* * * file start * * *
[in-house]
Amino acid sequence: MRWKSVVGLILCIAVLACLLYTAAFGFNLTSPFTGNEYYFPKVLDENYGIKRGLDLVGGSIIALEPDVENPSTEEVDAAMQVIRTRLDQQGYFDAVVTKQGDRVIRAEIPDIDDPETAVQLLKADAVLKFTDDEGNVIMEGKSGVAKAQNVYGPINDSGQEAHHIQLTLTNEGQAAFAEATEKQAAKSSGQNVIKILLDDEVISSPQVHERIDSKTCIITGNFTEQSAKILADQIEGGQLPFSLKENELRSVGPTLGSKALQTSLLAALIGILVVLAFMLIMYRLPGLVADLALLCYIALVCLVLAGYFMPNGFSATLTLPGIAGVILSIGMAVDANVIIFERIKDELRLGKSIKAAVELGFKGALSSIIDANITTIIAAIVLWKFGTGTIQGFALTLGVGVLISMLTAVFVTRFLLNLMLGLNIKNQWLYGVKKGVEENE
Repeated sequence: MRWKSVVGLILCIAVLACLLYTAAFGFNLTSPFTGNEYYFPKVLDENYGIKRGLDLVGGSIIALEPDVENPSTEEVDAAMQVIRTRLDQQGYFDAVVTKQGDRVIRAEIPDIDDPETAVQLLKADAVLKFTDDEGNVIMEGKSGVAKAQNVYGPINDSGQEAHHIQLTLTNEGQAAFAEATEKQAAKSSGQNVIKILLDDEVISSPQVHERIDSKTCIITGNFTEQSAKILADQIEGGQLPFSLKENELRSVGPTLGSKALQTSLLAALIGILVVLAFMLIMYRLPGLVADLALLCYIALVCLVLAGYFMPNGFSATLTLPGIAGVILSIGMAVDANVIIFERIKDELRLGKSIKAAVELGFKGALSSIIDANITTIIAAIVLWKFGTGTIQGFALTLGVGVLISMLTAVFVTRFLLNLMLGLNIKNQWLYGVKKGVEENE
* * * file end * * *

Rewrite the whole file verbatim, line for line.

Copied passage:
[in-house]
Amino acid sequence: MRWKSVVGLILCIAVLACLLYTAAFGFNLTSPFTGNEYYFPKVLDENYGIKRGLDLVGGSIIALEPDVENPSTEEVDAAMQVIRTRLDQQGYFDAVVTKQGDRVIRAEIPDIDDPETAVQLLKADAVLKFTDDEGNVIMEGKSGVAKAQNVYGPINDSGQEAHHIQLTLTNEGQAAFAEATEKQAAKSSGQNVIKILLDDEVISSPQVHERIDSKTCIITGNFTEQSAKILADQIEGGQLPFSLKENELRSVGPTLGSKALQTSLLAALIGILVVLAFMLIMYRLPGLVADLALLCYIALVCLVLAGYFMPNGFSATLTLPGIAGVILSIGMAVDANVIIFERIKDELRLGKSIKAAVELGFKGALSSIIDANITTIIAAIVLWKFGTGTIQGFALTLGVGVLISMLTAVFVTRFLLNLMLGLNIKNQWLYGVKKGVEENE
Repeated sequence: MRWKSVVGLILCIAVLACLLYTAAFGFNLTSPFTGNEYYFPKVLDENYGIKRGLDLVGGSIIALEPDVENPSTEEVDAAMQVIRTRLDQQGYFDAVVTKQGDRVIRAEIPDIDDPETAVQLLKADAVLKFTDDEGNVIMEGKSGVAKAQNVYGPINDSGQEAHHIQLTLTNEGQAAFAEATEKQAAKSSGQNVIKILLDDEVISSPQVHERIDSKTCIITGNFTEQSAKILADQIEGGQLPFSLKENELRSVGPTLGSKALQTSLLAALIGILVVLAFMLIMYRLPGLVADLALLCYIALVCLVLAGYFMPNGFSATLTLPGIAGVILSIGMAVDANVIIFERIKDELRLGKSIKAAVELGFKGALSSIIDANITTIIAAIVLWKFGTGTIQGFALTLGVGVLISMLTAVFVTRFLLNLMLGLNIKNQWLYGVKKGVEENE